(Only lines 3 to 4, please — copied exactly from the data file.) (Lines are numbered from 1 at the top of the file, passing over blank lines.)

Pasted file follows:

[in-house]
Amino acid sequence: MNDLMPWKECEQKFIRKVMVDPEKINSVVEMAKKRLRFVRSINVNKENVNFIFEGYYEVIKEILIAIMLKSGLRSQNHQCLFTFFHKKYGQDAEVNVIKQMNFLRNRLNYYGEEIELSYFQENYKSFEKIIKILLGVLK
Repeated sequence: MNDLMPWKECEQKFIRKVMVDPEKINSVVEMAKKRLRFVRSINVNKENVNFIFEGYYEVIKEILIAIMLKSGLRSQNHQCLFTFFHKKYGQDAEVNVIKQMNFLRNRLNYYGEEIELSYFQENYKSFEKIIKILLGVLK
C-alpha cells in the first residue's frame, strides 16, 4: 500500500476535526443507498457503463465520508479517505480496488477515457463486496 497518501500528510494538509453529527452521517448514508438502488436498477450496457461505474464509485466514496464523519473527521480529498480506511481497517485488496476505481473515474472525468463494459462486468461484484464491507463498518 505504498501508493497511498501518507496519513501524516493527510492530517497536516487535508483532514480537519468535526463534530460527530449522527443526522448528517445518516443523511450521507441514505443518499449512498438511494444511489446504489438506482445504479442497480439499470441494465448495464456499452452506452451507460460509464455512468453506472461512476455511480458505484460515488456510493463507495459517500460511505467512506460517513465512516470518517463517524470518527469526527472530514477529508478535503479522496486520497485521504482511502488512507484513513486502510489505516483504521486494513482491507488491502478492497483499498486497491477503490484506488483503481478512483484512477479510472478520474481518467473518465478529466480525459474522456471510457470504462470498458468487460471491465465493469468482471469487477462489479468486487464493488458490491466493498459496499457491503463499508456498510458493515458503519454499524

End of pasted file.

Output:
Repeated sequence: MNDLMPWKECEQKFIRKVMVDPEKINSVVEMAKKRLRFVRSINVNKENVNFIFEGYYEVIKEILIAIMLKSGLRSQNHQCLFTFFHKKYGQDAEVNVIKQMNFLRNRLNYYGEEIELSYFQENYKSFEKIIKILLGVLK
C-alpha cells in the first residue's frame, strides 16, 4: 500500500476535526443507498457503463465520508479517505480496488477515457463486496 497518501500528510494538509453529527452521517448514508438502488436498477450496457461505474464509485466514496464523519473527521480529498480506511481497517485488496476505481473515474472525468463494459462486468461484484464491507463498518 505504498501508493497511498501518507496519513501524516493527510492530517497536516487535508483532514480537519468535526463534530460527530449522527443526522448528517445518516443523511450521507441514505443518499449512498438511494444511489446504489438506482445504479442497480439499470441494465448495464456499452452506452451507460460509464455512468453506472461512476455511480458505484460515488456510493463507495459517500460511505467512506460517513465512516470518517463517524470518527469526527472530514477529508478535503479522496486520497485521504482511502488512507484513513486502510489505516483504521486494513482491507488491502478492497483499498486497491477503490484506488483503481478512483484512477479510472478520474481518467473518465478529466480525459474522456471510457470504462470498458468487460471491465465493469468482471469487477462489479468486487464493488458490491466493498459496499457491503463499508456498510458493515458503519454499524